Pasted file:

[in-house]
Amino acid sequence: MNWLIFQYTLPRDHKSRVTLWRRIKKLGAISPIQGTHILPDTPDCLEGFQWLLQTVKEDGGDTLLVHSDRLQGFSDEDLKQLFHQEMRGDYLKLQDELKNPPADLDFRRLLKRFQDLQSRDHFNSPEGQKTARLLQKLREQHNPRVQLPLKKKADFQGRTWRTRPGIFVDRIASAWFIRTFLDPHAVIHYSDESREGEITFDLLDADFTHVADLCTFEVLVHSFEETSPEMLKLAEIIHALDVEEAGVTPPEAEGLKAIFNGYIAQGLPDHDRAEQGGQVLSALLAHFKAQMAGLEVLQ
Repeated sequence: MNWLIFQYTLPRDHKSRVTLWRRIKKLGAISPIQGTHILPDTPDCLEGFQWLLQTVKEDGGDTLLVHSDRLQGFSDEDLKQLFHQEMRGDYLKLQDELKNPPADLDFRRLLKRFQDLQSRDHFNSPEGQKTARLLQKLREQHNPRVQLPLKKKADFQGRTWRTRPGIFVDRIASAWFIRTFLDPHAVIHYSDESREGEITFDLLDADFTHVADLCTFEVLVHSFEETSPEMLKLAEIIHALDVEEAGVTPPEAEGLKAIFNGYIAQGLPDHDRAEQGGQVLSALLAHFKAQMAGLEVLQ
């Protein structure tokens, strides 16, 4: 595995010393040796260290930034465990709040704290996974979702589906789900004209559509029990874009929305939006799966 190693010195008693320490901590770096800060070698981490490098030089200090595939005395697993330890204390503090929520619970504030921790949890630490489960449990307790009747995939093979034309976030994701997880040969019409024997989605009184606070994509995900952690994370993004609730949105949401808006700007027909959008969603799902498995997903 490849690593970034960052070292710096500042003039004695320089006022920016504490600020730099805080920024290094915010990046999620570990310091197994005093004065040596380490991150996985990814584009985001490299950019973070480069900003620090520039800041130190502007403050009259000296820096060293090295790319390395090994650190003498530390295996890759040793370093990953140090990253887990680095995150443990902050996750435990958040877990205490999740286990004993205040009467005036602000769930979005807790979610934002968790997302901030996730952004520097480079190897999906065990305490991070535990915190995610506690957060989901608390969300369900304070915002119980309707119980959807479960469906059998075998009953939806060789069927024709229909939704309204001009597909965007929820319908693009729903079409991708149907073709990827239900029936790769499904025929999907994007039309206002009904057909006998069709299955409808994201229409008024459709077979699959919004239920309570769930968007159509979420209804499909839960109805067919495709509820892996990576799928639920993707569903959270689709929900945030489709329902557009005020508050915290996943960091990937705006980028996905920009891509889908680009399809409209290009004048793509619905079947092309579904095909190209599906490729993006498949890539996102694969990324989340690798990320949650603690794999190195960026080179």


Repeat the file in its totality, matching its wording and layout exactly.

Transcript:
[in-house]
Amino acid sequence: MNWLIFQYTLPRDHKSRVTLWRRIKKLGAISPIQGTHILPDTPDCLEGFQWLLQTVKEDGGDTLLVHSDRLQGFSDEDLKQLFHQEMRGDYLKLQDELKNPPADLDFRRLLKRFQDLQSRDHFNSPEGQKTARLLQKLREQHNPRVQLPLKKKADFQGRTWRTRPGIFVDRIASAWFIRTFLDPHAVIHYSDESREGEITFDLLDADFTHVADLCTFEVLVHSFEETSPEMLKLAEIIHALDVEEAGVTPPEAEGLKAIFNGYIAQGLPDHDRAEQGGQVLSALLAHFKAQMAGLEVLQ
Repeated sequence: MNWLIFQYTLPRDHKSRVTLWRRIKKLGAISPIQGTHILPDTPDCLEGFQWLLQTVKEDGGDTLLVHSDRLQGFSDEDLKQLFHQEMRGDYLKLQDELKNPPADLDFRRLLKRFQDLQSRDHFNSPEGQKTARLLQKLREQHNPRVQLPLKKKADFQGRTWRTRPGIFVDRIASAWFIRTFLDPHAVIHYSDESREGEITFDLLDADFTHVADLCTFEVLVHSFEETSPEMLKLAEIIHALDVEEAGVTPPEAEGLKAIFNGYIAQGLPDHDRAEQGGQVLSALLAHFKAQMAGLEVLQ
């Protein structure tokens, strides 16, 4: 595995010393040796260290930034465990709040704290996974979702589906789900004209559509029990874009929305939006799966 190693010195008693320490901590770096800060070698981490490098030089200090595939005395697993330890204390503090929520619970504030921790949890630490489960449990307790009747995939093979034309976030994701997880040969019409024997989605009184606070994509995900952690994370993004609730949105949401808006700007027909959008969603799902498995997903 490849690593970034960052070292710096500042003039004695320089006022920016504490600020730099805080920024290094915010990046999620570990310091197994005093004065040596380490991150996985990814584009985001490299950019973070480069900003620090520039800041130190502007403050009259000296820096060293090295790319390395090994650190003498530390295996890759040793370093990953140090990253887990680095995150443990902050996750435990958040877990205490999740286990004993205040009467005036602000769930979005807790979610934002968790997302901030996730952004520097480079190897999906065990305490991070535990915190995610506690957060989901608390969300369900304070915002119980309707119980959807479960469906059998075998009953939806060789069927024709229909939704309204001009597909965007929820319908693009729903079409991708149907073709990827239900029936790769499904025929999907994007039309206002009904057909006998069709299955409808994201229409008024459709077979699959919004239920309570769930968007159509979420209804499909839960109805067919495709509820892996990576799928639920993707569903959270689709929900945030489709329902557009005020508050915290996943960091990937705006980028996905920009891509889908680009399809409209290009004048793509619905079947092309579904095909190209599906490729993006498949890539996102694969990324989340690798990320949650603690794999190195960026080179």